a loose alliance of writers, hackers, capitalists and artists from the West Coast of the USA have succeeded in defining a heterogeneous orthodoxy for the coming information age

an anti-statist gospel of cybernetic libertarianism: a bizarre mish-mash of hippie anarchism and economic liberalism beefed up with lots of technological determinism. (BarbrookCameron 2004)


  • new capitalism: “personal change but not collective progress” (Sennett 2006, p. 178)
  • cognitive capitalism: “the accumulation of immaterial [knowledge] capital” (Moulier-Boutang 2012)
  • late capitalism: 24/7 environment of “machinic performance and a suspension of living” (Crary 2013, p. 9)
  • digital capitalism: “our lives are calibrated by and with machines” (Wajcman 2014, p. 33)

The Ethos

Hacker ethos

  • problem solving (Raymond 2001)
  • mastery (Thomas 2002)
  • mistrust of authority (Levy 2010)
  • a sense of play (Suiter 2013)
  • living to learn (Marwick 2013)
  • fondness for tools and efficiency (Eschenroeder 2015)
  • technologizing and masculinist (Thomas 2015)

The example of Tynan

  • pickup artist
  • professional gambler
  • digital minimalist & nomad
  • software developer
  • self-help guru


In the same way I strive to need almost no possessions, I also want my emotional needs to be minimal. What does that look like? I think a simple test is to think of how long you could remain in solitary confinement and be okay. I think I could last there indefinitely and, in fact, there’s some appeal to the idea. (Tynan 2017)


When playing poker, Tynan has superior “emotional mastery, nothing is going to affect me” (TynanSonmez 2017, p. 38)


“What it Feels Like to Always Travel”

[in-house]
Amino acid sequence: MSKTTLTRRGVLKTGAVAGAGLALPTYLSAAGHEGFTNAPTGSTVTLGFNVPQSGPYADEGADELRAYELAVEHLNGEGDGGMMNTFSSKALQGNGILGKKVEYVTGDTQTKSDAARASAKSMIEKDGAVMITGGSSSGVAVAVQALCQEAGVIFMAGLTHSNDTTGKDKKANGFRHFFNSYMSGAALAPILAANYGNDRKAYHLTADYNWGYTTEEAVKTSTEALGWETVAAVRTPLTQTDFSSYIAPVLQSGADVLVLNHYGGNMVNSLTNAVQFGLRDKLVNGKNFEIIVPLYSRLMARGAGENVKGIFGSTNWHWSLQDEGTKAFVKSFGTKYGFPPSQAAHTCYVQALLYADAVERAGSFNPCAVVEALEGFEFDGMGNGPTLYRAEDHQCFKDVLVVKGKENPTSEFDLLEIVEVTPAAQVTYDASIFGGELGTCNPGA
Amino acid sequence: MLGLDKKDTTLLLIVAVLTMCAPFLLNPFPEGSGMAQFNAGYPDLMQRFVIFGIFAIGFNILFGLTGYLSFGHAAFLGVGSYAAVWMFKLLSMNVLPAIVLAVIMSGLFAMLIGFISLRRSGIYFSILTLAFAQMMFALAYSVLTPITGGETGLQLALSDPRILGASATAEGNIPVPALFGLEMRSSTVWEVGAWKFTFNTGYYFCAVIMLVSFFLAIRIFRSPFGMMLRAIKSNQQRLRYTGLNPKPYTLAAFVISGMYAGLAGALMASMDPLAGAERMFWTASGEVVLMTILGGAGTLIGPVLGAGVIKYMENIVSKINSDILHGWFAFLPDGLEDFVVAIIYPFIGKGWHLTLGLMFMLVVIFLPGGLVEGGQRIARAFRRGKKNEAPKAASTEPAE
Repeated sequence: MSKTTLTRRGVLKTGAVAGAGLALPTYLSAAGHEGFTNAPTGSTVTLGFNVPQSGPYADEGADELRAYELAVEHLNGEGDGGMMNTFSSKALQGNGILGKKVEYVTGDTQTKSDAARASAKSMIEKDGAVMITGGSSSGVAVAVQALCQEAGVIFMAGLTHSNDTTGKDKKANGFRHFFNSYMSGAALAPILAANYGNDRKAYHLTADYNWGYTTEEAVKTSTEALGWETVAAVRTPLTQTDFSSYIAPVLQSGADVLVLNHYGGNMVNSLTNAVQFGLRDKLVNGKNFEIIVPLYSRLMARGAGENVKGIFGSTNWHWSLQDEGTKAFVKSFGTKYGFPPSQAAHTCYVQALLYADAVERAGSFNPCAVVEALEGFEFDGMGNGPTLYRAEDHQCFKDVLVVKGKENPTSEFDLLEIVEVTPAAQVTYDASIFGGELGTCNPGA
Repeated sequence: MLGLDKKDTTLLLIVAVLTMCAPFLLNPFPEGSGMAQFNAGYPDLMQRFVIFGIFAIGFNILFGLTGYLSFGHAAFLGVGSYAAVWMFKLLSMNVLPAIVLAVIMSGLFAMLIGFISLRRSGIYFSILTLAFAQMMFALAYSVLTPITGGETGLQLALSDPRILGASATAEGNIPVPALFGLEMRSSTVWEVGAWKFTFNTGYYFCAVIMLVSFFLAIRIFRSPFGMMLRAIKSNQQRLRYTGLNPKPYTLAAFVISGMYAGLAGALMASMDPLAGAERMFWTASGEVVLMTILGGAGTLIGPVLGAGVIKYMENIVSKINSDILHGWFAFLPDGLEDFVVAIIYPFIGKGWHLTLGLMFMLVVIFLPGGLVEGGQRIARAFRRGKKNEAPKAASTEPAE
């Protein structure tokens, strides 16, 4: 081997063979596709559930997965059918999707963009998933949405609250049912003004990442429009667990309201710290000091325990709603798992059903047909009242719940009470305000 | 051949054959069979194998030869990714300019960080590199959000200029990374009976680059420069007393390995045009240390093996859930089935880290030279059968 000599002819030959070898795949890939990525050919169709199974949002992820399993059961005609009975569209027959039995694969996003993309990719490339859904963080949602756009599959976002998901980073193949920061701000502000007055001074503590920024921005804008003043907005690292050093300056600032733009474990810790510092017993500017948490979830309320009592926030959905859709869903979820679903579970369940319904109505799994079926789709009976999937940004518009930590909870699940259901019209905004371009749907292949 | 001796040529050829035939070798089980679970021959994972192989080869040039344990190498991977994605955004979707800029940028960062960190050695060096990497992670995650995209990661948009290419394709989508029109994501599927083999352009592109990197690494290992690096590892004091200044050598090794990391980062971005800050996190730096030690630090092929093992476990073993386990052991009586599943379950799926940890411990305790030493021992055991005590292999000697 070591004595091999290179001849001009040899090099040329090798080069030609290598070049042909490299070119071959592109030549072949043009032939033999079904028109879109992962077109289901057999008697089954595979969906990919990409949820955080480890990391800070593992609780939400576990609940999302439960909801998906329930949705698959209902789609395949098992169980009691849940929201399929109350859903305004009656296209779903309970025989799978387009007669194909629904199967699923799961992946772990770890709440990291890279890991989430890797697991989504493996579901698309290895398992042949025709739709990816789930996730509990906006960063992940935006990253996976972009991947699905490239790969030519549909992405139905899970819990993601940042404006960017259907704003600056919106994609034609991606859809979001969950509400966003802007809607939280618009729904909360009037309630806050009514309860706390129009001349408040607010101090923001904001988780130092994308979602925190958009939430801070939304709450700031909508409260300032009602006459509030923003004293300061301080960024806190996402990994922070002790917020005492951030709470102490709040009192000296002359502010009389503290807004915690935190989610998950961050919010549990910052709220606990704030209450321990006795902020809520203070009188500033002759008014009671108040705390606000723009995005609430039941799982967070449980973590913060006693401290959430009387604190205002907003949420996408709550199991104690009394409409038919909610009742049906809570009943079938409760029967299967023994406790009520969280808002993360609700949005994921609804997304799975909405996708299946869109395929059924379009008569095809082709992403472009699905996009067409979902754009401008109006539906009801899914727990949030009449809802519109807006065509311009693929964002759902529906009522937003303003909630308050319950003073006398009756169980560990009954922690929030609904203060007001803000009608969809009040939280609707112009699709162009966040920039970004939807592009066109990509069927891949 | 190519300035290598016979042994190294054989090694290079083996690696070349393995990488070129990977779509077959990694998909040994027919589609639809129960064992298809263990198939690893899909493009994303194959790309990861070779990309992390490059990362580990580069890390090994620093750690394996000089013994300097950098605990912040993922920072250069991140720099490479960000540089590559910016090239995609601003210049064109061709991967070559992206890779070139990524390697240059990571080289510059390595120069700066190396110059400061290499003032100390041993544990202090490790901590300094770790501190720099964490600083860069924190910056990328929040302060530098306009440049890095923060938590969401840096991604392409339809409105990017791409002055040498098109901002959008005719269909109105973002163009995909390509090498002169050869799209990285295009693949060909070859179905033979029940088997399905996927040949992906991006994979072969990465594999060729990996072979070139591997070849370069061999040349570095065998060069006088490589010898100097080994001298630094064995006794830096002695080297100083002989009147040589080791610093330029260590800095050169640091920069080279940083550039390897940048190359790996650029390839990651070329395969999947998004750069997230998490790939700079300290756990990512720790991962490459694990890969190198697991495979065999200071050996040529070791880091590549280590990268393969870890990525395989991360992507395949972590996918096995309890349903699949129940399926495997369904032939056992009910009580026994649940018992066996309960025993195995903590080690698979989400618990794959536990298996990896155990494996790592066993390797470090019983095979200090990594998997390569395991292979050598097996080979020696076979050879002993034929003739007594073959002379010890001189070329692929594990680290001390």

There are some benefits, like distraction-free plane time, but the switching costs of going to new places definitely take their toll. I’m currently experimenting with more permanent worldwide home bases to combat this, but the jury is out so far. (Tynan 2016)


I love one-time investments that pay off over the very long term. The reason I call my books Superhuman _______ is because you can often achieve results that look superhuman just by setting up lots of easy systems. (Tynan 2017)

Optimistic & optimizing

If it seems too good to be true, drop everything and check it out. (Tynan 2008)


Digital age & hacker ethos

  • the digital age
    • ubiquitous devices
      • far-flung interactions
      • pervasive distraction
      • remote and outsourced work
      • monitoring & tracking
    • modernity
      • information overload
      • overwhelming choice
      • regimented life
      • unsettled science
  • the hacker ethos
    • individualistic
    • rational
    • experimental
    • systematizing
    • optimistic & optimizing


Every generation gets the self-help guru that it deserves (Mead 2011).

Do we “get what we deserve”?

This sounds punitive…

We can say the hacking ethos is well suited for the digital age.

Well suited?

Life hacking is not …

  • a cult (Andrews 2005)
    • no holy book, charismatic leader, no break of life
  • colonizing (Thomas 2015)
    • connotes a hegemonic agency or creeping cultural blob


(“duality of structure,” Giddens 1984)

The hacker ethos is a manifestation of a personality.

With the ascent of systems, so too the hackers who build and exploit them.

There is a reciprocal relationship between the hacker and their world, which is increasingly everyone else’s.

Thank you

Macaca nigra self-portrait (rotated and cropped)